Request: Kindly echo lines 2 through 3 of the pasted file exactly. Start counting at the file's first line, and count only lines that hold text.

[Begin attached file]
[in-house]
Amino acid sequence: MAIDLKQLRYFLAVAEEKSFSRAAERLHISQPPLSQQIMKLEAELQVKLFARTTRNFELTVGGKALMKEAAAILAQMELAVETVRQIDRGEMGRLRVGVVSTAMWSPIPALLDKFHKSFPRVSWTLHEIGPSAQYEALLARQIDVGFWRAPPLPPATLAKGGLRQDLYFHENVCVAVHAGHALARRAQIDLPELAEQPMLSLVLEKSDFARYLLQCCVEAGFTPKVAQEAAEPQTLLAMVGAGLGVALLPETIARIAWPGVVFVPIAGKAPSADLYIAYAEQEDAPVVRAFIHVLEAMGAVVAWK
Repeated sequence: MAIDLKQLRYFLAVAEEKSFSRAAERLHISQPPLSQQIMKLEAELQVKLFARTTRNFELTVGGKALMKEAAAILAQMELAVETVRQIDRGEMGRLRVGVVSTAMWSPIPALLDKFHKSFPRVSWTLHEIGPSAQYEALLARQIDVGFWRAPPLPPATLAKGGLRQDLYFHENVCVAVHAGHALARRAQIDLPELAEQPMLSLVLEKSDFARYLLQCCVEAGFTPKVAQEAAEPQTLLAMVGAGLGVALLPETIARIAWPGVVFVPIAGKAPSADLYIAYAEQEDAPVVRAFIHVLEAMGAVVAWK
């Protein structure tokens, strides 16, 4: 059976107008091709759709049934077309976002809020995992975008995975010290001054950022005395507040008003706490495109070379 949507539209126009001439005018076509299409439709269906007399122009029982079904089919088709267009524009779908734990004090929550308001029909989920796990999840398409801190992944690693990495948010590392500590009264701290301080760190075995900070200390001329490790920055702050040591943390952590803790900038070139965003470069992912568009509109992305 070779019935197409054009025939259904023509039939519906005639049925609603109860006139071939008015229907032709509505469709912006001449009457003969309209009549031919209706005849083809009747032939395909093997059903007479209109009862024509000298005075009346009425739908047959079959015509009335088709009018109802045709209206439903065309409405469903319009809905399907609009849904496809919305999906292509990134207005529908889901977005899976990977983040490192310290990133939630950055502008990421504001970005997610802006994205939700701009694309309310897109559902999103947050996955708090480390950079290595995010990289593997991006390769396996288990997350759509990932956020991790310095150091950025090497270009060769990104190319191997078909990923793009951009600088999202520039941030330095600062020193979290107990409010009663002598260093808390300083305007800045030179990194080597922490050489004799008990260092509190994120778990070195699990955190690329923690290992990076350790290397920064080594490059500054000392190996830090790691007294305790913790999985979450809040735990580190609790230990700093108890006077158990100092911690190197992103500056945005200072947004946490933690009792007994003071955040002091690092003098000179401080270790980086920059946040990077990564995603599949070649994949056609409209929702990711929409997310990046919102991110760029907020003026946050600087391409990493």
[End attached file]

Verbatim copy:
Amino acid sequence: MAIDLKQLRYFLAVAEEKSFSRAAERLHISQPPLSQQIMKLEAELQVKLFARTTRNFELTVGGKALMKEAAAILAQMELAVETVRQIDRGEMGRLRVGVVSTAMWSPIPALLDKFHKSFPRVSWTLHEIGPSAQYEALLARQIDVGFWRAPPLPPATLAKGGLRQDLYFHENVCVAVHAGHALARRAQIDLPELAEQPMLSLVLEKSDFARYLLQCCVEAGFTPKVAQEAAEPQTLLAMVGAGLGVALLPETIARIAWPGVVFVPIAGKAPSADLYIAYAEQEDAPVVRAFIHVLEAMGAVVAWK
Repeated sequence: MAIDLKQLRYFLAVAEEKSFSRAAERLHISQPPLSQQIMKLEAELQVKLFARTTRNFELTVGGKALMKEAAAILAQMELAVETVRQIDRGEMGRLRVGVVSTAMWSPIPALLDKFHKSFPRVSWTLHEIGPSAQYEALLARQIDVGFWRAPPLPPATLAKGGLRQDLYFHENVCVAVHAGHALARRAQIDLPELAEQPMLSLVLEKSDFARYLLQCCVEAGFTPKVAQEAAEPQTLLAMVGAGLGVALLPETIARIAWPGVVFVPIAGKAPSADLYIAYAEQEDAPVVRAFIHVLEAMGAVVAWK